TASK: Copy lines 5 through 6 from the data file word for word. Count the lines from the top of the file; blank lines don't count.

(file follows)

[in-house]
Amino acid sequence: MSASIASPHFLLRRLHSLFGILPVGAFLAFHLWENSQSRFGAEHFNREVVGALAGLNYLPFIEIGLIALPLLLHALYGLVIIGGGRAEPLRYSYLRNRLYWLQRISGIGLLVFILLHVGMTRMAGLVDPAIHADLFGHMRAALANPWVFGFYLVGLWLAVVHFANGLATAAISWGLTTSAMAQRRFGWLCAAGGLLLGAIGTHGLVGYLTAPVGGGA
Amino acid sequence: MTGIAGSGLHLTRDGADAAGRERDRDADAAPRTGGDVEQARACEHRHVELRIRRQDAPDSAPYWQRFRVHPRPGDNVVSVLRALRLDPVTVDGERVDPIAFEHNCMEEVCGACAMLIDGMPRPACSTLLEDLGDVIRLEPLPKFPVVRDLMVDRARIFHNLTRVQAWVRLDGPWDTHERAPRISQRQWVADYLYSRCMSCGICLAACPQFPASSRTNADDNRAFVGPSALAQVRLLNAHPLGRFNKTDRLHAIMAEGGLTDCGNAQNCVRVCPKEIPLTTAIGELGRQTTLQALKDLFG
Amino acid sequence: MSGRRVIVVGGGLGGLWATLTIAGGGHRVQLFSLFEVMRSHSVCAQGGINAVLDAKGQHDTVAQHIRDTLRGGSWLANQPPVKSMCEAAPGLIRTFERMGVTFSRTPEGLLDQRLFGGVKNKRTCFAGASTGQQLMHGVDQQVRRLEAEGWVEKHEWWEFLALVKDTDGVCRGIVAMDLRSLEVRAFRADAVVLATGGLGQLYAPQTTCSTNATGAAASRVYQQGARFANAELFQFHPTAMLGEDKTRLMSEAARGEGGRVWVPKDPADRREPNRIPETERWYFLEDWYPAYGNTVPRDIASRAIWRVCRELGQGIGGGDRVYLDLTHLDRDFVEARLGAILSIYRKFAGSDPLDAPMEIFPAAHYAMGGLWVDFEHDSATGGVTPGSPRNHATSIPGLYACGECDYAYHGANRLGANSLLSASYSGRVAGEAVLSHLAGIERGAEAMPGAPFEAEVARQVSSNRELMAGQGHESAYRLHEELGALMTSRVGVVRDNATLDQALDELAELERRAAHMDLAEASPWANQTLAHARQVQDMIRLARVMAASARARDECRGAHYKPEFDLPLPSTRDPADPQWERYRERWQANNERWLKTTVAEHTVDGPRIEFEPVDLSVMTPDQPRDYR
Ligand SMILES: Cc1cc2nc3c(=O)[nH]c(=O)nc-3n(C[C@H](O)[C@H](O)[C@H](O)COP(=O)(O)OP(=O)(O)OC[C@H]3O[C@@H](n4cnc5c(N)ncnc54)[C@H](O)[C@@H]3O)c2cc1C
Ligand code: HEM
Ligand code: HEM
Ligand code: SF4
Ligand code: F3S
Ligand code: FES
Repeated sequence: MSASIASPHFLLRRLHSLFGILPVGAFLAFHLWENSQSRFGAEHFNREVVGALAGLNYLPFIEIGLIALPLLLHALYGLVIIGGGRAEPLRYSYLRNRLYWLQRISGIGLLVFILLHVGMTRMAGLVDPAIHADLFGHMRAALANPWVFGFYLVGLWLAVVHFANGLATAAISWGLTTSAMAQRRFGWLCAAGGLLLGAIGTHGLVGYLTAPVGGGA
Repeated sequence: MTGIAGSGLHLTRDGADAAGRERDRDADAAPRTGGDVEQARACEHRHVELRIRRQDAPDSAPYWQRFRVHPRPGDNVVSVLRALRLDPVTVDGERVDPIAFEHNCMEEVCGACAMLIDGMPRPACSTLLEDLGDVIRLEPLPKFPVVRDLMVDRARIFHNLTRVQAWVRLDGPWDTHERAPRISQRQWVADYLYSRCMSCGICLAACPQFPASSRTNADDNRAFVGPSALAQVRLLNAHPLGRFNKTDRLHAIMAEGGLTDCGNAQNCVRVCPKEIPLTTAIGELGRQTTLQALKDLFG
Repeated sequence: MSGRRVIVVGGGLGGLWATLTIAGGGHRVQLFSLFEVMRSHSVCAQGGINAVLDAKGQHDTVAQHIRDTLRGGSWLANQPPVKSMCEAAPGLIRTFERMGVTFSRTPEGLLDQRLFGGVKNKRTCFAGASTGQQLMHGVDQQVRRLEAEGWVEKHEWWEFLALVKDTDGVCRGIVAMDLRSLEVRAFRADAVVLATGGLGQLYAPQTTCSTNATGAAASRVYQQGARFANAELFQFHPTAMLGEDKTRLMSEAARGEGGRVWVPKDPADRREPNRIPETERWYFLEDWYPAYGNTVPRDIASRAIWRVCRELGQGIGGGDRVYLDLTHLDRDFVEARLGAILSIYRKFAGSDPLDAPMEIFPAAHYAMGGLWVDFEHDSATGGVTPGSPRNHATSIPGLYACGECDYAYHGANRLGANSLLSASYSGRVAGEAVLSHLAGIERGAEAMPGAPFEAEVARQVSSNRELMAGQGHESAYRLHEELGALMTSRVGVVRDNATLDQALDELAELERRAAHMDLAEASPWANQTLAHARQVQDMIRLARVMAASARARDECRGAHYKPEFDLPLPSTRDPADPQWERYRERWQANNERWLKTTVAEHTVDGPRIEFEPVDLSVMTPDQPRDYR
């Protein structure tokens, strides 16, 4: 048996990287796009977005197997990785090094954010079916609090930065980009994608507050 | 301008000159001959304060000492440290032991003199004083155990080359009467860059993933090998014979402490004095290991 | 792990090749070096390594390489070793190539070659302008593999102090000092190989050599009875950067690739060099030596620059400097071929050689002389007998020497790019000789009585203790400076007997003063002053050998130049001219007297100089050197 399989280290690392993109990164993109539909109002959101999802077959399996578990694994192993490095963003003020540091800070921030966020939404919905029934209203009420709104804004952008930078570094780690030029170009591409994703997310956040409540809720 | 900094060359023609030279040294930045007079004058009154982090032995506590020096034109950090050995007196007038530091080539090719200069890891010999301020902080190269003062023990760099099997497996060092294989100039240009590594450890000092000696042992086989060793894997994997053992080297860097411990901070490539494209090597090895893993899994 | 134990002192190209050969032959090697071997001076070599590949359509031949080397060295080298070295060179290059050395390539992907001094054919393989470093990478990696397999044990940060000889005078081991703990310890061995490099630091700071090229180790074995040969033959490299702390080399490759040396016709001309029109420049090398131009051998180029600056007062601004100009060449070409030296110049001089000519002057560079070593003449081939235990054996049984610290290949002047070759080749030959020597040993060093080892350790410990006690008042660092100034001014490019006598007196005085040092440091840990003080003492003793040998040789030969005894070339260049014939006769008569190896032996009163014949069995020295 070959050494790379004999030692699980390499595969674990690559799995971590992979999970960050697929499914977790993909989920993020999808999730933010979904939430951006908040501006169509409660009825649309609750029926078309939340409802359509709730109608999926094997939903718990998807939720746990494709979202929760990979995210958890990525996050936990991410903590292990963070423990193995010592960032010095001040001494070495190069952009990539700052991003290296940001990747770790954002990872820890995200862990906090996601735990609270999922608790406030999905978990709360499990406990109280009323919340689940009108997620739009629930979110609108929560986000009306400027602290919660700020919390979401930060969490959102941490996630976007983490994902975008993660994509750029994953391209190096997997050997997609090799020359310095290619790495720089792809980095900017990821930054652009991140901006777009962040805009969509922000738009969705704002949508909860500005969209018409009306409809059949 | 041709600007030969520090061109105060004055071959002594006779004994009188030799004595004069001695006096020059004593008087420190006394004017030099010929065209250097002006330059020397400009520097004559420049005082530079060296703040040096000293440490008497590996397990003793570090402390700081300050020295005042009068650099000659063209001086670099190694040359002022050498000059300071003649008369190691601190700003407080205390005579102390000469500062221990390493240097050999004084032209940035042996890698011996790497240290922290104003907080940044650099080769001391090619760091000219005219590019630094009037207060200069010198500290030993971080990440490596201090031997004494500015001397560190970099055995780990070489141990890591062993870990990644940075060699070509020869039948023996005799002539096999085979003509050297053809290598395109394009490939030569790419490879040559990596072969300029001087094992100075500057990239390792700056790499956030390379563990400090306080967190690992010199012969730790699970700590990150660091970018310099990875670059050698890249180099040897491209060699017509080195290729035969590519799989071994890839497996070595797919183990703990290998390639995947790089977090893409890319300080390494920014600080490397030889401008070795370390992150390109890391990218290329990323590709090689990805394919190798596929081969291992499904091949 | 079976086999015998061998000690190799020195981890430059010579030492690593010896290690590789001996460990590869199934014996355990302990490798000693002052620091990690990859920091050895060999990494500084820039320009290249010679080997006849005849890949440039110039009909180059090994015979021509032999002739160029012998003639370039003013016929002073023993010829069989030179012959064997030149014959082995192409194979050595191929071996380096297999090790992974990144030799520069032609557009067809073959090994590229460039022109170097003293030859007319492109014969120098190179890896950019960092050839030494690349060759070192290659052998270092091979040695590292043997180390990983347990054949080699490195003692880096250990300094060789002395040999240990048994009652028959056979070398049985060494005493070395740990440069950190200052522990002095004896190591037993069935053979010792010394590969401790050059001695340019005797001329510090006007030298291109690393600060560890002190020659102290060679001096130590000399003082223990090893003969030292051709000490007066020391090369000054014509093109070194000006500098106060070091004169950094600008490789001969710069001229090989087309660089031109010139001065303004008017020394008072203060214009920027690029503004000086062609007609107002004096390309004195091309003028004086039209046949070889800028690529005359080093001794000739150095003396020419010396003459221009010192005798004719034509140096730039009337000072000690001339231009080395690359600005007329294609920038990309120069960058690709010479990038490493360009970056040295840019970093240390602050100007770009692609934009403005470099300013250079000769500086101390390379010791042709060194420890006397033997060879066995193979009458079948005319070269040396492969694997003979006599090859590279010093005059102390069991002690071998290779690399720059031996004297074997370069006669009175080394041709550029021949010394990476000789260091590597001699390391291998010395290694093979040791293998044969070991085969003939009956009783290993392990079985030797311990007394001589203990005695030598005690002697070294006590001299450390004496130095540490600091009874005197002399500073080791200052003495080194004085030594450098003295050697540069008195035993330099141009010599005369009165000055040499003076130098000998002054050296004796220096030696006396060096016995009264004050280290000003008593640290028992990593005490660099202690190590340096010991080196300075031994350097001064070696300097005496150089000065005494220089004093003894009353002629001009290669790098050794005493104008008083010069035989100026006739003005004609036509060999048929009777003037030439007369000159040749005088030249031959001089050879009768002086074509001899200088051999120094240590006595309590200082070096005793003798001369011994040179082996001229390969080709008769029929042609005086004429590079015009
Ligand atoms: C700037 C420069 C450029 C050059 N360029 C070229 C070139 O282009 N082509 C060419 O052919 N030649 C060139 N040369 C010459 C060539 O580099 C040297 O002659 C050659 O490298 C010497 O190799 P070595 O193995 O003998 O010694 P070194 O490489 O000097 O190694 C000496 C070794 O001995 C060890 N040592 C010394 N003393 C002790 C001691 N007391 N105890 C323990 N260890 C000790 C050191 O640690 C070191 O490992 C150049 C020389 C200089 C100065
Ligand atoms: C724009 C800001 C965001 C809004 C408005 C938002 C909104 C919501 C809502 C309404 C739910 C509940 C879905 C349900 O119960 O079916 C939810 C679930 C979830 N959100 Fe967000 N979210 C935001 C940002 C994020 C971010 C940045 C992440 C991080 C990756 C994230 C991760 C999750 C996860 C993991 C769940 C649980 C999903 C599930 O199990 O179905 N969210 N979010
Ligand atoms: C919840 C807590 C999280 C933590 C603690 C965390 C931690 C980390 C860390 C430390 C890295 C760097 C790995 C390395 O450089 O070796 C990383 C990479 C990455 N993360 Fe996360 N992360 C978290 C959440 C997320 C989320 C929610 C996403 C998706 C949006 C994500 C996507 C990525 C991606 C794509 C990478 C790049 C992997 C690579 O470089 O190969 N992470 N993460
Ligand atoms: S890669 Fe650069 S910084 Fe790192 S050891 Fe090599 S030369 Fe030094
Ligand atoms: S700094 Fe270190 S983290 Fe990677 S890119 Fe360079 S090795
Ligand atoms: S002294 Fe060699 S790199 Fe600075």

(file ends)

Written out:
Ligand SMILES: Cc1cc2nc3c(=O)[nH]c(=O)nc-3n(C[C@H](O)[C@H](O)[C@H](O)COP(=O)(O)OP(=O)(O)OC[C@H]3O[C@@H](n4cnc5c(N)ncnc54)[C@H](O)[C@@H]3O)c2cc1C
Ligand code: HEM